Gifts to Give Wildlife A Boost This Season
The gifts that are most appreciated are those that make life a little easier. That certainly holds true for wildlife, the grateful recipients of any goodwill that people want to show them this season.
According to Laura Simon, field director of urban wildlife for The Humane Society of the United States, "Although wild animals are able to adapt to help them survive winter cold temperatures and food limitations, there are also many small things that people can do to help them this time of year. We suggest several 'gifts of the season' that can give wildlife a warm boost during the holidays."
-- Keep bird feeders full in the winter since food availability is very limited for non-migratory birds.
-- Fill large pine cones with peanut butter and roll them in sunflower seeds, then attach a string to the top and hang them outdoors from trees for birds (a great activity for kids).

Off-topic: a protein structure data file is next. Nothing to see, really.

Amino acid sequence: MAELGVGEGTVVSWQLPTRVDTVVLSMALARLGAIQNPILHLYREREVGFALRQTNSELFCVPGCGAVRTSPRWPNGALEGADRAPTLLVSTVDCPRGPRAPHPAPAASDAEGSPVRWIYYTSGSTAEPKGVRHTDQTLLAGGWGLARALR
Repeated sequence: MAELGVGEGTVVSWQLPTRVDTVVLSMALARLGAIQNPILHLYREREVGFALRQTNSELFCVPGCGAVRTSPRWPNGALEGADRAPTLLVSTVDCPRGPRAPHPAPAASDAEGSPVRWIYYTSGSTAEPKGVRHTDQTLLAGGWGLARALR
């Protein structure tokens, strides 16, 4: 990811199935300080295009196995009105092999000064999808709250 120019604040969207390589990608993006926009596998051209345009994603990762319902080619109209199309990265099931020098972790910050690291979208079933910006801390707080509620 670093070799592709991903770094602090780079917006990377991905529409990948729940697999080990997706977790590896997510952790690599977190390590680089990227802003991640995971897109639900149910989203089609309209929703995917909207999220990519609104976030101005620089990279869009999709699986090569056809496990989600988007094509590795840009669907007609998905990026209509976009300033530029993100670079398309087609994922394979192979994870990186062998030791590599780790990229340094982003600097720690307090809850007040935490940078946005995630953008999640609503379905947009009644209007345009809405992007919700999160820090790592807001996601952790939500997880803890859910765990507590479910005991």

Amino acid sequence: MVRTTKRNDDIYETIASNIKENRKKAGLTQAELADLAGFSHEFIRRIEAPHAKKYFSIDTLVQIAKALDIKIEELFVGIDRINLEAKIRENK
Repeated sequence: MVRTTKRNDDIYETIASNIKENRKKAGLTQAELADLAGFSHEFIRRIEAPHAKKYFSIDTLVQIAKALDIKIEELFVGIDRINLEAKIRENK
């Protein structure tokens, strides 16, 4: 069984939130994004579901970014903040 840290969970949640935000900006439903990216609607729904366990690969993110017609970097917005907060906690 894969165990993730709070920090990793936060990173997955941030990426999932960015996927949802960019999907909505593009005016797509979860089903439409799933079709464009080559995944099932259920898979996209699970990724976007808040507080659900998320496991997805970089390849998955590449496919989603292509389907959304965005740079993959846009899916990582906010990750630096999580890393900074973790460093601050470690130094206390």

-- Get a heated birdbath and keep it filled all winter long. Birds need the water at this time of year when most natural sources may be frozen.
-- Put decorative snowflakes 4 inches apart on any windows where birds might hit, or have hit in the past.
-- Put a window well cover over any window wells around your house to prevent any animals from falling in.
-- Use only environmentally-friendly sidewalk salt for melting ice such as Safe Paws Ice Melter. Regular sidewalk salts pollute the environment and can irritate cats' and dogs' paws.
-- Appreciate your backyard wild neighbors. Take a walk around your yard in the snow and try to identify different species' tracks.
Buy a good wildlife tracking guide for yourself -- or as a gift -- such as "Tracking and the Art of Seeing: How to Read Animal Tracks and Signs" or "Peterson Field Guide to Animal Tracks."
The HSUS Wild Neighbors Program promotes non-lethal means for resolving conflicts between people and wildlife and cultivates understanding and appreciation for wild animals commonly found in cities and towns.
On the Web at www.wild neighbors.org.
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